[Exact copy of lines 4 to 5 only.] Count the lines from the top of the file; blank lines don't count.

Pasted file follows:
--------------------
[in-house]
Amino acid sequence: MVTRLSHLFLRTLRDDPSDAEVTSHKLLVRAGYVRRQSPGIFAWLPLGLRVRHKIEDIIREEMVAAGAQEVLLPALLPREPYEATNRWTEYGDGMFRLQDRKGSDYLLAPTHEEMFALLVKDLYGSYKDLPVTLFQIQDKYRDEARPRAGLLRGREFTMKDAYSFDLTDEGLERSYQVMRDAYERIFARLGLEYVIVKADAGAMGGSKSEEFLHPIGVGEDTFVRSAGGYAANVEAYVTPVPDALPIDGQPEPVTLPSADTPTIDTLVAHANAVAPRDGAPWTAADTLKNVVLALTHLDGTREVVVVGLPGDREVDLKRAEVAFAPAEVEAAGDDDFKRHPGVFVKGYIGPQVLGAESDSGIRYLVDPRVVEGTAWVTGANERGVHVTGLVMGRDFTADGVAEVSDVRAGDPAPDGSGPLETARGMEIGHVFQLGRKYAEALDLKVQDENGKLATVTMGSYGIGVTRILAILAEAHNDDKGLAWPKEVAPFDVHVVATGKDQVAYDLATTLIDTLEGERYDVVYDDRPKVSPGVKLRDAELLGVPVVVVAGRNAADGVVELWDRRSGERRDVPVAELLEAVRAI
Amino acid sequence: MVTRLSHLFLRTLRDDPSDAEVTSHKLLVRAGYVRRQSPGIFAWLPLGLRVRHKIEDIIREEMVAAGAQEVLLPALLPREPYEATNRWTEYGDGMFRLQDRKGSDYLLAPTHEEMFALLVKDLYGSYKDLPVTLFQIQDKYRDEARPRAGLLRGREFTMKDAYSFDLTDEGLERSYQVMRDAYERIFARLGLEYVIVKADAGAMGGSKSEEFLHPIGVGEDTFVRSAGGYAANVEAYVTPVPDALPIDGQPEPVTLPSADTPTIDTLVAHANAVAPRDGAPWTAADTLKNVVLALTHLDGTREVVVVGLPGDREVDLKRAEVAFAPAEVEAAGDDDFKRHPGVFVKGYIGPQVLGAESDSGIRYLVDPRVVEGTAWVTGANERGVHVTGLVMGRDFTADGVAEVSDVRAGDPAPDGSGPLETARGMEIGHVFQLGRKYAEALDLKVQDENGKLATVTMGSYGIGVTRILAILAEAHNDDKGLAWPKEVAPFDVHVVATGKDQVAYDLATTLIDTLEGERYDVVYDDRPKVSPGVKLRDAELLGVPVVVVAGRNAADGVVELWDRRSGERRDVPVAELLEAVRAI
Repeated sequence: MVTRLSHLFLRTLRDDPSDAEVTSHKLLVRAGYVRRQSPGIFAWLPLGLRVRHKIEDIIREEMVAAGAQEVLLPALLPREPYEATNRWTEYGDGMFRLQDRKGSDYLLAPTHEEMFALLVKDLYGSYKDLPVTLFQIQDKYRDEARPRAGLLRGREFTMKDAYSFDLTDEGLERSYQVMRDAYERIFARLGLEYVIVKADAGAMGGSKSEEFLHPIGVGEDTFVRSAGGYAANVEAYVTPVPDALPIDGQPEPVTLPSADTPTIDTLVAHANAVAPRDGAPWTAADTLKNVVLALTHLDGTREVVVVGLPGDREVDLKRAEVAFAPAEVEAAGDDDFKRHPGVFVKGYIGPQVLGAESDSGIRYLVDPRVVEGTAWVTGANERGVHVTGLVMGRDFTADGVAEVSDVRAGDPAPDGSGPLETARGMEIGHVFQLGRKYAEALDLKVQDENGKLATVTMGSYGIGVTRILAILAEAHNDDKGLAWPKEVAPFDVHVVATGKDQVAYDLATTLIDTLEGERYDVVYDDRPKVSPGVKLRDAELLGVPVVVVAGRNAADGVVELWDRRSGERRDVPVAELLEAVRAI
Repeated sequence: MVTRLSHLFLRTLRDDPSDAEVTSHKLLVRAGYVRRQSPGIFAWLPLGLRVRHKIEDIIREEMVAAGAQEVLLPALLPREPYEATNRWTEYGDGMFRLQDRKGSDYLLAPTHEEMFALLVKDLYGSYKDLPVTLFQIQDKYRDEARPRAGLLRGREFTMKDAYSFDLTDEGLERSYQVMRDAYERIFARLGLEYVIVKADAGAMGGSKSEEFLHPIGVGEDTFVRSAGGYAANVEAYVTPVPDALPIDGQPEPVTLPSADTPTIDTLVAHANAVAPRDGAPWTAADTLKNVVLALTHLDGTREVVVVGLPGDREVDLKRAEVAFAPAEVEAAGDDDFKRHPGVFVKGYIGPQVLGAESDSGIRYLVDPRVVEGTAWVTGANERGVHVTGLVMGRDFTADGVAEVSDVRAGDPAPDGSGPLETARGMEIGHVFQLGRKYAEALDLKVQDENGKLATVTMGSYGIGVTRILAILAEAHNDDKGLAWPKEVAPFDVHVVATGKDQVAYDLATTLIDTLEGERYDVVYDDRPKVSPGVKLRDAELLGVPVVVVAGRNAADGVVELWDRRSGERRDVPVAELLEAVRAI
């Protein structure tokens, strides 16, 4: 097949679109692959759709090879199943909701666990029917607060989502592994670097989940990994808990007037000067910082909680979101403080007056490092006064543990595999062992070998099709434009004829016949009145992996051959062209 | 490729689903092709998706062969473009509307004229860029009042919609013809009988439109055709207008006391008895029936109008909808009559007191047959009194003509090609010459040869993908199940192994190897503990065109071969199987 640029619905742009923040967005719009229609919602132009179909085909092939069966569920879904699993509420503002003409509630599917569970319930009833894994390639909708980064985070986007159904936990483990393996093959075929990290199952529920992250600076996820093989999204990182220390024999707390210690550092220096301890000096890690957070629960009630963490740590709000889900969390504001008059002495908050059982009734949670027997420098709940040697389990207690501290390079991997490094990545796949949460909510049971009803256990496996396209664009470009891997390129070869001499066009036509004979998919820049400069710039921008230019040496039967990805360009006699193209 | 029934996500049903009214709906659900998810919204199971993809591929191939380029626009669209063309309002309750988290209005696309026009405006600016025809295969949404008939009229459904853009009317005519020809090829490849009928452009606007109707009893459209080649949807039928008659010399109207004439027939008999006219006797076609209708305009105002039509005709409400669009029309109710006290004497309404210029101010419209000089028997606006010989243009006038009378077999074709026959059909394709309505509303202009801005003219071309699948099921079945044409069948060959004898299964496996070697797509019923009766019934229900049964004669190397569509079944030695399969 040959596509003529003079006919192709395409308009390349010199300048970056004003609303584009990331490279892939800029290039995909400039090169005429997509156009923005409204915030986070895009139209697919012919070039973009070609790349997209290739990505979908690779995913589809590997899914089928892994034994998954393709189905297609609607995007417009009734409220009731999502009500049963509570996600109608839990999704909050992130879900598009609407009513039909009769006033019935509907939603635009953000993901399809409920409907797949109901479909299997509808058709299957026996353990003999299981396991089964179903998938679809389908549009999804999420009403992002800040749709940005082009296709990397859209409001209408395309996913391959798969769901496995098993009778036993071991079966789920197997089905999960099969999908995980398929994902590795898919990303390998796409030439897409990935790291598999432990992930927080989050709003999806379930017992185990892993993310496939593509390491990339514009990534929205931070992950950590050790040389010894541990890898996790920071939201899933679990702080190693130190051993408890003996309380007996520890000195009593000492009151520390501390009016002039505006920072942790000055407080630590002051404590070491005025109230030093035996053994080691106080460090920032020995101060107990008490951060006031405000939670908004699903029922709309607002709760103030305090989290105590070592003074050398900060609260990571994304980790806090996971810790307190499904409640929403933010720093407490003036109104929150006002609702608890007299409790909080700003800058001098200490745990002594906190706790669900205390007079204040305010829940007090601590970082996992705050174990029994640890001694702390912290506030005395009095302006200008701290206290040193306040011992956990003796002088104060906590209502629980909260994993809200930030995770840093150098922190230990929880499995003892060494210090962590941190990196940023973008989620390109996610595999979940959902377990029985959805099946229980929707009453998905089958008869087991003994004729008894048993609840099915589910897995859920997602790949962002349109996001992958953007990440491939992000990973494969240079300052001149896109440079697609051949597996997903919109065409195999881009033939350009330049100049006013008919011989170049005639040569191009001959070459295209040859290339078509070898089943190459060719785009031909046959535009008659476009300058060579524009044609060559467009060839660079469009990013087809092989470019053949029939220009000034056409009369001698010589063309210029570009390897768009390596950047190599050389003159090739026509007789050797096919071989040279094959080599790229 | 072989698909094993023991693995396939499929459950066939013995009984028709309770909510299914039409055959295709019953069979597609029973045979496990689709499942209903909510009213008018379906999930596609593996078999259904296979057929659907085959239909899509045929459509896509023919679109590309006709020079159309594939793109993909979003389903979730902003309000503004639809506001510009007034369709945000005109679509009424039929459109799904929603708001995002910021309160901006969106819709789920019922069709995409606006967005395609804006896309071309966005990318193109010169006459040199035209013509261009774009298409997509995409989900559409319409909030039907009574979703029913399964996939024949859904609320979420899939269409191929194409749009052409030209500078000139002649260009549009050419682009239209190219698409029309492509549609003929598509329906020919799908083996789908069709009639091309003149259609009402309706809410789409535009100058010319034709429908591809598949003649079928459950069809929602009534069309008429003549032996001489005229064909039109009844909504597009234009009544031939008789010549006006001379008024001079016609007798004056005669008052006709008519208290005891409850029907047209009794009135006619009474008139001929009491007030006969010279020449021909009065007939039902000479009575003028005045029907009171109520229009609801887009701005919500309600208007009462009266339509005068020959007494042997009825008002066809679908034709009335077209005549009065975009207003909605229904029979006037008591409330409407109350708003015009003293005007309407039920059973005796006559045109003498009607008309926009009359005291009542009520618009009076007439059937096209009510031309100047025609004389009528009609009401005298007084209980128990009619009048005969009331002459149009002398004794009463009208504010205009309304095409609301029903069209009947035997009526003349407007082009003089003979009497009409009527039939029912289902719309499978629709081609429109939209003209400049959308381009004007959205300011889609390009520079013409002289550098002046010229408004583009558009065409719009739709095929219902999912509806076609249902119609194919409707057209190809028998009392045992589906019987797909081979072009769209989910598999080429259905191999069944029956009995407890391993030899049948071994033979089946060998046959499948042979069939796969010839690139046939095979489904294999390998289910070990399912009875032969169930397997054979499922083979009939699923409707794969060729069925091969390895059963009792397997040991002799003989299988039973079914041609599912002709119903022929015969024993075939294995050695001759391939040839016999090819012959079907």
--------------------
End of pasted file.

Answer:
Repeated sequence: MVTRLSHLFLRTLRDDPSDAEVTSHKLLVRAGYVRRQSPGIFAWLPLGLRVRHKIEDIIREEMVAAGAQEVLLPALLPREPYEATNRWTEYGDGMFRLQDRKGSDYLLAPTHEEMFALLVKDLYGSYKDLPVTLFQIQDKYRDEARPRAGLLRGREFTMKDAYSFDLTDEGLERSYQVMRDAYERIFARLGLEYVIVKADAGAMGGSKSEEFLHPIGVGEDTFVRSAGGYAANVEAYVTPVPDALPIDGQPEPVTLPSADTPTIDTLVAHANAVAPRDGAPWTAADTLKNVVLALTHLDGTREVVVVGLPGDREVDLKRAEVAFAPAEVEAAGDDDFKRHPGVFVKGYIGPQVLGAESDSGIRYLVDPRVVEGTAWVTGANERGVHVTGLVMGRDFTADGVAEVSDVRAGDPAPDGSGPLETARGMEIGHVFQLGRKYAEALDLKVQDENGKLATVTMGSYGIGVTRILAILAEAHNDDKGLAWPKEVAPFDVHVVATGKDQVAYDLATTLIDTLEGERYDVVYDDRPKVSPGVKLRDAELLGVPVVVVAGRNAADGVVELWDRRSGERRDVPVAELLEAVRAI
Repeated sequence: MVTRLSHLFLRTLRDDPSDAEVTSHKLLVRAGYVRRQSPGIFAWLPLGLRVRHKIEDIIREEMVAAGAQEVLLPALLPREPYEATNRWTEYGDGMFRLQDRKGSDYLLAPTHEEMFALLVKDLYGSYKDLPVTLFQIQDKYRDEARPRAGLLRGREFTMKDAYSFDLTDEGLERSYQVMRDAYERIFARLGLEYVIVKADAGAMGGSKSEEFLHPIGVGEDTFVRSAGGYAANVEAYVTPVPDALPIDGQPEPVTLPSADTPTIDTLVAHANAVAPRDGAPWTAADTLKNVVLALTHLDGTREVVVVGLPGDREVDLKRAEVAFAPAEVEAAGDDDFKRHPGVFVKGYIGPQVLGAESDSGIRYLVDPRVVEGTAWVTGANERGVHVTGLVMGRDFTADGVAEVSDVRAGDPAPDGSGPLETARGMEIGHVFQLGRKYAEALDLKVQDENGKLATVTMGSYGIGVTRILAILAEAHNDDKGLAWPKEVAPFDVHVVATGKDQVAYDLATTLIDTLEGERYDVVYDDRPKVSPGVKLRDAELLGVPVVVVAGRNAADGVVELWDRRSGERRDVPVAELLEAVRAI